Can anyone quantify performance differences between C++ and Java?
Java was initially slow before the JIT but today performance is pretty close to C++. I want to know if someone has done measurable performance comparisons between the two languages? Where does Java fall short when compared to C++? Java provides many productivity gains to developers so they can write applications much quicker because of garbage college, lack of pointers, etc. Applications such as Firefox, Webkit and Open Office, for example, could be developed much more quickly and reliably if written in 100% Java, perhaps by a factor of 2, but developers still choose C/C++ for performance reasons. Can someone demonstrate where Java cannot be made to perform as well as C++ for applications like the ones that I mentioned.
Let me just add that much application work is still being done in C++ for a reason. This is meant to be more than a subjective questions. Languages with higher levels of abstraction frequently pay a performance penalty. We would all be programming in higher level languages if this penalty did not exist. Where does still Java pay in comparison to C++? Be specific.
JIT compilers can be faster for many individual code constructs because they can take advantage of runtime profiling of code.
For example, VonC in his answer to this question mentions heap allocation for all objects. This is not actually true: the JIT can allocate objects on the stack if it can prove by escape analysis that references to the object will not outlive the stack frame. In this way, the compiler can get the performance benefit of stack allocation while the programmer can rest assured of the safety of assumed GC heap allocation.
Similarly, Uri mentions virtual functions (called virtual methods in most non-C++ languages). This is another case that JIT compilers have an advantage that is almost never available to ahead-of-time (AOT) compilers: the JIT can insert an inlined cheap type check (a dereferenced-word comparison) and actually inline a virtual method call if that particular call site happens to be monomorphic (i.e. the actual type is always the same in practice). It turns out that up to 95% of all virtual method calls are monomorphic in practice, so this can be quite a big win - and it's a win that is hard for AOT compilers to take advantage of, since runtime code loading may change runtime characteristics dynamically.
Languages don't have a speed. Neither the Java or C++ language specs specify "and programs must be compiled to be this efficient".
Each language specifies a list of things the program must do, or at least, appear to do, which in some cases put an upper bound on how efficient a program can be, but often, a clever compiler can ignore these rules in individual programs, because all that matters is that the program behaves as if the spec had been followed. Functions can be inlined, heap data can be moved to the stack and so on.
The performance of a program depends on three things: The compiler, the underlying platform/hardware and the program code itself.
Not "the language". The closest you're getting is the compiler.
There are good reasons why either language could be faster than the other. C++ makes fewer promises that could potentially slow down program execution, but Java is JIT'ed, which means it could potentially take advantage of runtime information to optimize the code, which C++ can't easily do... And then again, nowhere in the spec does it say that C++ must not be jit'ed. Just like I believe there are also Java compilers that generate native code instead of JVM bytecode.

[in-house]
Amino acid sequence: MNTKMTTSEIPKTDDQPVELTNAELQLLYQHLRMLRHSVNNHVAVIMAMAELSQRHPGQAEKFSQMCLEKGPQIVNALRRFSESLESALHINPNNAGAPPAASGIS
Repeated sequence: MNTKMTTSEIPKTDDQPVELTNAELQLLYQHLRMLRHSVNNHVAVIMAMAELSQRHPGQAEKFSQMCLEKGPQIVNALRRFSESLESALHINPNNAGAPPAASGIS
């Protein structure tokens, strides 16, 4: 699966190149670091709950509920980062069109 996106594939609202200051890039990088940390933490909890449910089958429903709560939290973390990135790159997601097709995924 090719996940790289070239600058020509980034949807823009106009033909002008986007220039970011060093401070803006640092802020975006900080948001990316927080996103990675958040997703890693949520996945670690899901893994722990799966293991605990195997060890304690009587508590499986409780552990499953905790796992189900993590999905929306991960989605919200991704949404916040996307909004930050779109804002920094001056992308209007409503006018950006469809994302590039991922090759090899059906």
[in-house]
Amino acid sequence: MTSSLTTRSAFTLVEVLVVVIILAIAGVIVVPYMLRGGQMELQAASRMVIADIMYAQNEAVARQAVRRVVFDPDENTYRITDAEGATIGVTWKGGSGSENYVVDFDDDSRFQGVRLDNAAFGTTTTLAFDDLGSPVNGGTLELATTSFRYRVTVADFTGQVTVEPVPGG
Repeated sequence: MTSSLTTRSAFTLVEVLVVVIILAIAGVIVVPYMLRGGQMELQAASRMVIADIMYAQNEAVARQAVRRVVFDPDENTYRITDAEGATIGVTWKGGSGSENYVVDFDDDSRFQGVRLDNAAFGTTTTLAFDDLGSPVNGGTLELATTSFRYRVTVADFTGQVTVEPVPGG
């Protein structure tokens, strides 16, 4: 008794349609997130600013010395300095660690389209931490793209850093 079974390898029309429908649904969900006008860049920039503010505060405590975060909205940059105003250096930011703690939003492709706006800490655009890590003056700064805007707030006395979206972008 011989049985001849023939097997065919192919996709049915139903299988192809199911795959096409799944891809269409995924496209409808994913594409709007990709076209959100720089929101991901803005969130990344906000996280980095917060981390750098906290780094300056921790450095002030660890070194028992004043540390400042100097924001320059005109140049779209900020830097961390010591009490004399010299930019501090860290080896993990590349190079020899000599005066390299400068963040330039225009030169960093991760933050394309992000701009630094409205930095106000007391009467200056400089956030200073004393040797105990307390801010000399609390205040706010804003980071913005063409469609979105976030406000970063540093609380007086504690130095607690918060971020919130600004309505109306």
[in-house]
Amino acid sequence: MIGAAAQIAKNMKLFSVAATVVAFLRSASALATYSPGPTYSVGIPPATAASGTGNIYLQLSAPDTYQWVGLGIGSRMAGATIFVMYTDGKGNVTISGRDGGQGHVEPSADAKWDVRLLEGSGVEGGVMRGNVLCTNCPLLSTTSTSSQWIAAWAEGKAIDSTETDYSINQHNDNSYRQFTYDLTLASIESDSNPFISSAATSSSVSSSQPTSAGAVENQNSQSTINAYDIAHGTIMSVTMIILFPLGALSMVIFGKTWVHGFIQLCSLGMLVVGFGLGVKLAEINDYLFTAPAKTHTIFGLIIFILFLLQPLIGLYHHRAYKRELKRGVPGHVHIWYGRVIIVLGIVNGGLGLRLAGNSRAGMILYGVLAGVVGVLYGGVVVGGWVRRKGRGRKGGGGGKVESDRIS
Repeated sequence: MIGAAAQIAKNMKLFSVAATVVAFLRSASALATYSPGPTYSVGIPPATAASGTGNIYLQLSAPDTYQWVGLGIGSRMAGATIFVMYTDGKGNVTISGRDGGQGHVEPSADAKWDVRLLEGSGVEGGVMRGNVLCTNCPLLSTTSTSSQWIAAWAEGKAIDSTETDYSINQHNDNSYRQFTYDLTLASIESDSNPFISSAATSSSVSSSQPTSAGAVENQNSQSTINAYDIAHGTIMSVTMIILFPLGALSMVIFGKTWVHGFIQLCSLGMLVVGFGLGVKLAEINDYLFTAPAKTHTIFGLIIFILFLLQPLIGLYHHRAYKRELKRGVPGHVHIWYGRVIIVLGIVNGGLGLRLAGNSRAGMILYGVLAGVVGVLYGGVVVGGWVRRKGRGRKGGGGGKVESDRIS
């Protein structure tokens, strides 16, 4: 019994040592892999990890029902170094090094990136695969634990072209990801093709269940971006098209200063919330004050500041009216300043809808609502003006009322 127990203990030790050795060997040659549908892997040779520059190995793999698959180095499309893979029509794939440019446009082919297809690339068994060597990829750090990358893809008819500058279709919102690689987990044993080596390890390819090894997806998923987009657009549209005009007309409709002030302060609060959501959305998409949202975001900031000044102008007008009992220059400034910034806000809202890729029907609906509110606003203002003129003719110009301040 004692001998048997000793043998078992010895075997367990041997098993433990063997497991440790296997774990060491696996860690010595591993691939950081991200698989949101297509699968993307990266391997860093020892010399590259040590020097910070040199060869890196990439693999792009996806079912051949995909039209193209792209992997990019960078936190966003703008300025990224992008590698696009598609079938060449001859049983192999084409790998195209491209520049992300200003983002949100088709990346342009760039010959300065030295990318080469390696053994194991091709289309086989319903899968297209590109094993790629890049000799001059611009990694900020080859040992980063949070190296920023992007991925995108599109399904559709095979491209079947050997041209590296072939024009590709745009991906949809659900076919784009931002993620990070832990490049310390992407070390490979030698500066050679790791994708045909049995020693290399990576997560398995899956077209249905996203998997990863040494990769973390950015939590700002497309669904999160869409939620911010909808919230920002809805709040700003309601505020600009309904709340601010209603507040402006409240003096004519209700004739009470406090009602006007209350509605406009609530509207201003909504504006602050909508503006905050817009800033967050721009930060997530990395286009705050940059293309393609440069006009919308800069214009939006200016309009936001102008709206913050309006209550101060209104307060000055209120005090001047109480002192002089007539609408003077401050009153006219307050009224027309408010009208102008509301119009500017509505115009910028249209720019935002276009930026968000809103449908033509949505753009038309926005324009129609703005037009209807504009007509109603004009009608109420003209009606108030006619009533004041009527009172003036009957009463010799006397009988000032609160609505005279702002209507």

Your question only makes sense if you have a specific computer you're running on, a specific compiler for each language, and a specific implementation of your program in each language, in which case you could just run both to see which was fastest.
Garbage collection is another wonderful example. Of course garbage collection implies some overhead, but it also enables some significant shortcuts. Heap allocation is ridiculously cheap in managed languages like Java or .NET, because it is managed and garbage-collected. In C++, it's.... unspecified, of course, but in practice, typically very slow, because the OS has to traverse the heap to find a free block of memory in a more or less fragmented memory space. Which is fastest? Depends on the OS. Depends on the compiler. Depends on the source code.
The source code makes a big difference as well. If you take a Java program and naively port it to C++, it will perform like crap. C++ doesn't deal that well with virtual functions, and usually has superior alternatives available you could use instead. Heap allocation can be very slow in C++, so again, naively reimplementing a Java program would be extremely inefficient. And the same applies when going the opposite way. Many C++ idioms would be needlessly slow if ported directly to Java. So even if you've settled on one platform and one compiler, how do you compare the performance of your program? To even get it to compiler, you have to write two implementations of it, and then it is no longer the same program.
However, I think it's fair to say that on most modern hardware, with a modern Java compiler and a modern C++ compiler, most programs can be implemented to be very efficient, and certainly fast enough. But only if you understand the language you're working with, and play by its rules. If you try to write Java code in C++, then Java will magically turn out to be vastly more efficient, and vice versa.
I guess the most concise answer to your question is "No. No one can quantify performance differences between C++ and Java" ;)